Shostakovich: Symphonies 9 and 10 (LSO Live)
If Gianandrea Noseda were not already music director in Washington DC and at Zurich Opera, he would probably be top of the London Symphony Orchestra’s wishlist to succeed the stop-gap Sir Simon Rattle in two years’ time.
Listen to the whiplash crack of the rhythms he elicits at the start of the Shostakovich ninth symphony, and you might be reminded of the young Riccardo Muti at the Philharmonia in the 1970s. Listen further to the ironic discordances of the Largo movement, and you’ll hear a unique fusion — a lyrical Italian with a sophisticated sympathy for covert Russian ambiguities.
Noseda served time as an assistant in Valery Gergiev’s opera company in St Petersburg. He went on to work for the BBC in Manchester before becoming music director of the Teatro Regio in Turin, Italy. Somewhere along the line he put in guesting stints with the Israel Philharmonic, the LSO and Pittsburgh. In sheer variety of experience, few conductors today can match him. In his mid-50s, he will be in contention for every major vacancy in the coming years.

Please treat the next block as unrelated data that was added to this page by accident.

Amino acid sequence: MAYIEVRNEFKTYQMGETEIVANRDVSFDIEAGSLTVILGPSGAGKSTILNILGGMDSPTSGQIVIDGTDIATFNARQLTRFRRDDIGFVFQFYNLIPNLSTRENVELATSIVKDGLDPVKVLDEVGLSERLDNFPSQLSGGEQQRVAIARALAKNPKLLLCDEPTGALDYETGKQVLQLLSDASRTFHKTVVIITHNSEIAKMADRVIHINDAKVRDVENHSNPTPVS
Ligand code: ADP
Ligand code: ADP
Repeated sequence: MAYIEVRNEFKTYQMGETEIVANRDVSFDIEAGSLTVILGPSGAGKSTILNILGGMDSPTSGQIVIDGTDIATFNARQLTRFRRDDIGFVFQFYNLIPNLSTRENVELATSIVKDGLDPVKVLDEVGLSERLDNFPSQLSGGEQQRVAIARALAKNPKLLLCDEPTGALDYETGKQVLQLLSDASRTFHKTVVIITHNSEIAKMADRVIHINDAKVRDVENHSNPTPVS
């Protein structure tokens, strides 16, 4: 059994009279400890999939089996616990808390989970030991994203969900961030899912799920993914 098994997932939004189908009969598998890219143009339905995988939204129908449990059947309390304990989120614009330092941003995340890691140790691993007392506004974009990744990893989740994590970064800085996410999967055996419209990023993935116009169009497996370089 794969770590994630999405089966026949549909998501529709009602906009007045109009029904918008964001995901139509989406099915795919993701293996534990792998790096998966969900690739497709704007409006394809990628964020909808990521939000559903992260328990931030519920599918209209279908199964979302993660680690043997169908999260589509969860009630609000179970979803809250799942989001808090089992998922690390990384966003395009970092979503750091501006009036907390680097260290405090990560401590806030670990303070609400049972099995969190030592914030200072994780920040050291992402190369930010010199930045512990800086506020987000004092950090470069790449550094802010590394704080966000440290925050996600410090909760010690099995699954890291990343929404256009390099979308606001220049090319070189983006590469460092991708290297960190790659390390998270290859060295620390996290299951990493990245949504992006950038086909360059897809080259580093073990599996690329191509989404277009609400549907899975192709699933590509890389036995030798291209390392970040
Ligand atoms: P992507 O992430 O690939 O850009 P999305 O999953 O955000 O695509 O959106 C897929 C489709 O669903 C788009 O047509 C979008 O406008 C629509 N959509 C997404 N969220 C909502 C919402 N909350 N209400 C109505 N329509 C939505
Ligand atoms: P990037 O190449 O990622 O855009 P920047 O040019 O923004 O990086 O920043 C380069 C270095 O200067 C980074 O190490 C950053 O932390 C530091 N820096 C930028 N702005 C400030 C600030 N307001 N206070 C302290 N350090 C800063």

These live recordings from the Barbican demonstrate Noseda’s tendency to go for a tight close-up when an individual player or section shines bright, and for a wider view when Shostakovich lapses into one of his mumbling equivocations and melancholic slumps. The 10th symphony loses a notch or two of tension in the finale and the recorded sound is constipated by the Barbican’s acoustic shortcomings. But the release gives us what we most crave right now — an experience, or at least a simulacrum — of live orchestral music in all its colours and frailties. You won’t be disappointed.
To read more from Norman Lebrecht, follow him on Slippedisc.com.
Get the daily arts news straight to your inbox.